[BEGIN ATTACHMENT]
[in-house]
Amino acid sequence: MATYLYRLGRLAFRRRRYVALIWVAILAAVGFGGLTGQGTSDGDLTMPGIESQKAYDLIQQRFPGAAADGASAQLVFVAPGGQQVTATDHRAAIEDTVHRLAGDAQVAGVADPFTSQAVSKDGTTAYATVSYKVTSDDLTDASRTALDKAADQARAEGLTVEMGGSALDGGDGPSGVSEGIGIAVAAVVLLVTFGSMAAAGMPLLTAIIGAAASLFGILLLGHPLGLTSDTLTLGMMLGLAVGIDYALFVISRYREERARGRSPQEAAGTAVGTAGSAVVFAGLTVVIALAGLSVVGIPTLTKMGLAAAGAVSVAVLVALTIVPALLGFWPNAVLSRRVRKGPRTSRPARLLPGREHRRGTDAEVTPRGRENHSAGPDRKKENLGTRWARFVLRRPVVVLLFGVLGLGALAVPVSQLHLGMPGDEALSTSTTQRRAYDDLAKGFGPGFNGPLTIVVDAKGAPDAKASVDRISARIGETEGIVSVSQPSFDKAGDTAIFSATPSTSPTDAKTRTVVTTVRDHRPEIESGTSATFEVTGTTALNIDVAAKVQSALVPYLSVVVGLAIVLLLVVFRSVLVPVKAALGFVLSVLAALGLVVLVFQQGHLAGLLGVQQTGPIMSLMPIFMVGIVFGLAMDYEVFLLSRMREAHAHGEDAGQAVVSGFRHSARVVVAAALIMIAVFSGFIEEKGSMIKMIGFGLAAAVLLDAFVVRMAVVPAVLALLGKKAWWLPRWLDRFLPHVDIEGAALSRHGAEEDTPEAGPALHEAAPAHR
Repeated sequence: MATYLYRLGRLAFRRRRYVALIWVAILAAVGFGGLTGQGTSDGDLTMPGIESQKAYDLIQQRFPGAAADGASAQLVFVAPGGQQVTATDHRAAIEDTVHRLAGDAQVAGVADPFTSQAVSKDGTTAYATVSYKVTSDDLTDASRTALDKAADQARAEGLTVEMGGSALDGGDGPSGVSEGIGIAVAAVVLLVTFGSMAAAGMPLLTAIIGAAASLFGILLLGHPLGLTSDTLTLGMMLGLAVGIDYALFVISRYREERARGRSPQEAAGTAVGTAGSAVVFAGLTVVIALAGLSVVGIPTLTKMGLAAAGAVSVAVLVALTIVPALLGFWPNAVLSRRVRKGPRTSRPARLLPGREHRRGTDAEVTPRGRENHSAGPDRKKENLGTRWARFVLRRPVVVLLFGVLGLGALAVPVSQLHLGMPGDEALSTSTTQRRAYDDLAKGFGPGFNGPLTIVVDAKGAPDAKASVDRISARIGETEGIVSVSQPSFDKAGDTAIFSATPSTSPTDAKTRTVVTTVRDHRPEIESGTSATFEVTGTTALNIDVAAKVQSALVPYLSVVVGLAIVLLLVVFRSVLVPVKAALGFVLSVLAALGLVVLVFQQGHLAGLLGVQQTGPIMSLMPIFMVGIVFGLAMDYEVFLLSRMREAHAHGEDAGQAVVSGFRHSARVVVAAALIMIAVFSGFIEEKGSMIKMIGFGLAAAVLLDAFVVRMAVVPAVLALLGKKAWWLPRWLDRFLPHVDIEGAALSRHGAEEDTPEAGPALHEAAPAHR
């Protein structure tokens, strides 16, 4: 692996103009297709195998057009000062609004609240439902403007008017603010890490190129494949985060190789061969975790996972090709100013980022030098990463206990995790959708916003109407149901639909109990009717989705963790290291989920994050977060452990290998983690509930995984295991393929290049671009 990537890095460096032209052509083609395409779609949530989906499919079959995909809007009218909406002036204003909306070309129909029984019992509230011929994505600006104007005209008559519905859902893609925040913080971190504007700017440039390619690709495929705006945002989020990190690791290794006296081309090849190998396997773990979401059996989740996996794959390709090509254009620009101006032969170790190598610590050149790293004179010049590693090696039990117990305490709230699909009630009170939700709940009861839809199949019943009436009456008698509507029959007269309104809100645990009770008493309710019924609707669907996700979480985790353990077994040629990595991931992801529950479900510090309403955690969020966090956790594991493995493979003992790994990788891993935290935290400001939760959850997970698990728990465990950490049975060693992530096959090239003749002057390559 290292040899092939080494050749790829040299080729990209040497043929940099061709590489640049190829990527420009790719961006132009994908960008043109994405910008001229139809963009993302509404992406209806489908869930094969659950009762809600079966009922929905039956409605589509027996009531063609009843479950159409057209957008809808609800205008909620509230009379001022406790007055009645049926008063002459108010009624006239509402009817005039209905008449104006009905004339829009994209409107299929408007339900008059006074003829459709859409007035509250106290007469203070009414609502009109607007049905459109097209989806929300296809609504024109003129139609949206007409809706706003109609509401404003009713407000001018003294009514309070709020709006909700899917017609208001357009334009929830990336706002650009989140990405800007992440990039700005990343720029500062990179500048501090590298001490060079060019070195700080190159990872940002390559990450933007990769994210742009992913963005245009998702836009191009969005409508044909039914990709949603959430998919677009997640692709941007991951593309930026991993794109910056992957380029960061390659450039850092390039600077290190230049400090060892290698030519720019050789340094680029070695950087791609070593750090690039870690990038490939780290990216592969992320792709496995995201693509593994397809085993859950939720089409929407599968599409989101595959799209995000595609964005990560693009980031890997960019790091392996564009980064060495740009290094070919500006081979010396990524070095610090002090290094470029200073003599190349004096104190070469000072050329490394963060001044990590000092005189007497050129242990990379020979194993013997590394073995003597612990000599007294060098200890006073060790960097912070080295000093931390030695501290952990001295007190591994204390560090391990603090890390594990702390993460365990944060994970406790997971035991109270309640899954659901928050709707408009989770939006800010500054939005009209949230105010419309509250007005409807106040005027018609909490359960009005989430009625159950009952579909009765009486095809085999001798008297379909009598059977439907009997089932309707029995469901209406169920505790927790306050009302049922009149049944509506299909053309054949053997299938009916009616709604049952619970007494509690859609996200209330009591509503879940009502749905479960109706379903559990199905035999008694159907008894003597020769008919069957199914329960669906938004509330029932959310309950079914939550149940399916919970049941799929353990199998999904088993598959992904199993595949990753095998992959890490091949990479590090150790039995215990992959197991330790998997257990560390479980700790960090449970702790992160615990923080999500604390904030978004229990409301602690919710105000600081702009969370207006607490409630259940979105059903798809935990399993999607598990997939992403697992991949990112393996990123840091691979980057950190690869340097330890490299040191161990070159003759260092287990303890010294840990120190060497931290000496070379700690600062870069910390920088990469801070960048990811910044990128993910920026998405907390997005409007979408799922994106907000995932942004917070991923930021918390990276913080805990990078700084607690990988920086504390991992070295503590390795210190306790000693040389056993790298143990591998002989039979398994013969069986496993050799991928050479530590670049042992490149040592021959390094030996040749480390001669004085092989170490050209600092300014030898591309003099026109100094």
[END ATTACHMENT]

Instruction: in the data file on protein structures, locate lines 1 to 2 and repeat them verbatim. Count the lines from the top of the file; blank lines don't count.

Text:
[in-house]
Amino acid sequence: MATYLYRLGRLAFRRRRYVALIWVAILAAVGFGGLTGQGTSDGDLTMPGIESQKAYDLIQQRFPGAAADGASAQLVFVAPGGQQVTATDHRAAIEDTVHRLAGDAQVAGVADPFTSQAVSKDGTTAYATVSYKVTSDDLTDASRTALDKAADQARAEGLTVEMGGSALDGGDGPSGVSEGIGIAVAAVVLLVTFGSMAAAGMPLLTAIIGAAASLFGILLLGHPLGLTSDTLTLGMMLGLAVGIDYALFVISRYREERARGRSPQEAAGTAVGTAGSAVVFAGLTVVIALAGLSVVGIPTLTKMGLAAAGAVSVAVLVALTIVPALLGFWPNAVLSRRVRKGPRTSRPARLLPGREHRRGTDAEVTPRGRENHSAGPDRKKENLGTRWARFVLRRPVVVLLFGVLGLGALAVPVSQLHLGMPGDEALSTSTTQRRAYDDLAKGFGPGFNGPLTIVVDAKGAPDAKASVDRISARIGETEGIVSVSQPSFDKAGDTAIFSATPSTSPTDAKTRTVVTTVRDHRPEIESGTSATFEVTGTTALNIDVAAKVQSALVPYLSVVVGLAIVLLLVVFRSVLVPVKAALGFVLSVLAALGLVVLVFQQGHLAGLLGVQQTGPIMSLMPIFMVGIVFGLAMDYEVFLLSRMREAHAHGEDAGQAVVSGFRHSARVVVAAALIMIAVFSGFIEEKGSMIKMIGFGLAAAVLLDAFVVRMAVVPAVLALLGKKAWWLPRWLDRFLPHVDIEGAALSRHGAEEDTPEAGPALHEAAPAHR